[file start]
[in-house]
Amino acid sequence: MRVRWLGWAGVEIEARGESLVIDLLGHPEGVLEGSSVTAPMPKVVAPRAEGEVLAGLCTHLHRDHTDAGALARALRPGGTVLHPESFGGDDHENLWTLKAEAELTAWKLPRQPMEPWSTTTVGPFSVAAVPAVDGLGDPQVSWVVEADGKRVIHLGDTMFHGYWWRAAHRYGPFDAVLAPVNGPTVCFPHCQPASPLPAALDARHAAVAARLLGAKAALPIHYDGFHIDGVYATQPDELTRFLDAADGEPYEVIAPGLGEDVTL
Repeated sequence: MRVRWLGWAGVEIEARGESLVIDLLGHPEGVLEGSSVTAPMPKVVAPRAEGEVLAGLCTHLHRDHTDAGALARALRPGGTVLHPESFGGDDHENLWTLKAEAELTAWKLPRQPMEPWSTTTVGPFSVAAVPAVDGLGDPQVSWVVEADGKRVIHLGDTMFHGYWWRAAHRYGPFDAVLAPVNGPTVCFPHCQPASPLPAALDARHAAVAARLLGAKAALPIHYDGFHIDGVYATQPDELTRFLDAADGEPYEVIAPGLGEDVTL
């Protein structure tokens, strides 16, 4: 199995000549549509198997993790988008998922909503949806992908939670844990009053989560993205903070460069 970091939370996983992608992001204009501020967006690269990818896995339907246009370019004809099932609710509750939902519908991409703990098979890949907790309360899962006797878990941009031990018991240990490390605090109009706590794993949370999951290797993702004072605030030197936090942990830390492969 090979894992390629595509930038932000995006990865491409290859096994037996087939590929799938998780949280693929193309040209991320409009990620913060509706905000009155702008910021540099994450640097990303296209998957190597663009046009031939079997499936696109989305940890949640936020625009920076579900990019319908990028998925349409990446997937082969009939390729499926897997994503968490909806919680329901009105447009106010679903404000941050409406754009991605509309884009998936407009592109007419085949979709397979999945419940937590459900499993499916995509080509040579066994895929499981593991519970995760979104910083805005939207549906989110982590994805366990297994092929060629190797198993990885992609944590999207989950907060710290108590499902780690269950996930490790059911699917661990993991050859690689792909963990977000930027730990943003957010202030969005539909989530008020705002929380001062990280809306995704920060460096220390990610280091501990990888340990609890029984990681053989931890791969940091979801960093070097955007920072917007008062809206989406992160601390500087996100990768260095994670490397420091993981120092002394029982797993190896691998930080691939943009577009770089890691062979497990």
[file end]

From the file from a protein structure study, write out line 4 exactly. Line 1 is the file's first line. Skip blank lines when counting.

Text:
């Protein structure tokens, strides 16, 4: 199995000549549509198997993790988008998922909503949806992908939670844990009053989560993205903070460069 970091939370996983992608992001204009501020967006690269990818896995339907246009370019004809099932609710509750939902519908991409703990098979890949907790309360899962006797878990941009031990018991240990490390605090109009706590794993949370999951290797993702004072605030030197936090942990830390492969 090979894992390629595509930038932000995006990865491409290859096994037996087939590929799938998780949280693929193309040209991320409009990620913060509706905000009155702008910021540099994450640097990303296209998957190597663009046009031939079997499936696109989305940890949640936020625009920076579900990019319908990028998925349409990446997937082969009939390729499926897997994503968490909806919680329901009105447009106010679903404000941050409406754009991605509309884009998936407009592109007419085949979709397979999945419940937590459900499993499916995509080509040579066994895929499981593991519970995760979104910083805005939207549906989110982590994805366990297994092929060629190797198993990885992609944590999207989950907060710290108590499902780690269950996930490790059911699917661990993991050859690689792909963990977000930027730990943003957010202030969005539909989530008020705002929380001062990280809306995704920060460096220390990610280091501990990888340990609890029984990681053989931890791969940091979801960093070097955007920072917007008062809206989406992160601390500087996100990768260095994670490397420091993981120092002394029982797993190896691998930080691939943009577009770089890691062979497990």